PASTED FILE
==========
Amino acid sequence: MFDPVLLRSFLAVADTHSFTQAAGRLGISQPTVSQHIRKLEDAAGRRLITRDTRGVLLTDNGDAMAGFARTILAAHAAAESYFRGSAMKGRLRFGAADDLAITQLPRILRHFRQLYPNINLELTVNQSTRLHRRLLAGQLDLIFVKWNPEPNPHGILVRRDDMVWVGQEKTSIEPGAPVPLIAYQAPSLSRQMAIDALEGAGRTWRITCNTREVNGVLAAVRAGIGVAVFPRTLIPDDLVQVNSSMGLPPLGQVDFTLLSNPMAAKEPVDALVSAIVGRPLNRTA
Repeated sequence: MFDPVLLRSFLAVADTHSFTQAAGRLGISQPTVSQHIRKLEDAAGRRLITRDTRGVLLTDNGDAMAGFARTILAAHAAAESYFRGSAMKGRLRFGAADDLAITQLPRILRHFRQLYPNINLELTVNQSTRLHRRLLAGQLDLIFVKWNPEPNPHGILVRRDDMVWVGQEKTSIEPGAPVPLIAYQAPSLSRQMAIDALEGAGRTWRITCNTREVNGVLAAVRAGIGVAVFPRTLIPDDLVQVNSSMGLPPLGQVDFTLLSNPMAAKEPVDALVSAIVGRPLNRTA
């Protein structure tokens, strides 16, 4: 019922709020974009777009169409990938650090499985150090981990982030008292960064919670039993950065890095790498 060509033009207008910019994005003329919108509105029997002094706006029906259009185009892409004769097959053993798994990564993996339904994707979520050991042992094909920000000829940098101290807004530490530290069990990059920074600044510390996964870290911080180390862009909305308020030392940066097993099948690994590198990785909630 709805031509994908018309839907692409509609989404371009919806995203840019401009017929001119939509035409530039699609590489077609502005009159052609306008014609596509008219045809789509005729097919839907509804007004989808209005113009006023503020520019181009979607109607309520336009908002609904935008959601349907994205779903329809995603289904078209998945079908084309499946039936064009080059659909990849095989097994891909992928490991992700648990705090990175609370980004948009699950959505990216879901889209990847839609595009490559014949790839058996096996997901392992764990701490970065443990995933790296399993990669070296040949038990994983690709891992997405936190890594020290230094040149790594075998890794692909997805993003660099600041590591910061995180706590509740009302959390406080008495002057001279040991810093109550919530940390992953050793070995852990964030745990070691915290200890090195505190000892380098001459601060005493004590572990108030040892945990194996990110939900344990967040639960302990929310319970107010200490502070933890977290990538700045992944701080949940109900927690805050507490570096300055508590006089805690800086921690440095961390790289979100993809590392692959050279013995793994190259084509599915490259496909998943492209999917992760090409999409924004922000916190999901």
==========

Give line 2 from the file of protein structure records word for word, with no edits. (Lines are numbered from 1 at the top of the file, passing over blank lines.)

Repeated sequence: MFDPVLLRSFLAVADTHSFTQAAGRLGISQPTVSQHIRKLEDAAGRRLITRDTRGVLLTDNGDAMAGFARTILAAHAAAESYFRGSAMKGRLRFGAADDLAITQLPRILRHFRQLYPNINLELTVNQSTRLHRRLLAGQLDLIFVKWNPEPNPHGILVRRDDMVWVGQEKTSIEPGAPVPLIAYQAPSLSRQMAIDALEGAGRTWRITCNTREVNGVLAAVRAGIGVAVFPRTLIPDDLVQVNSSMGLPPLGQVDFTLLSNPMAAKEPVDALVSAIVGRPLNRTA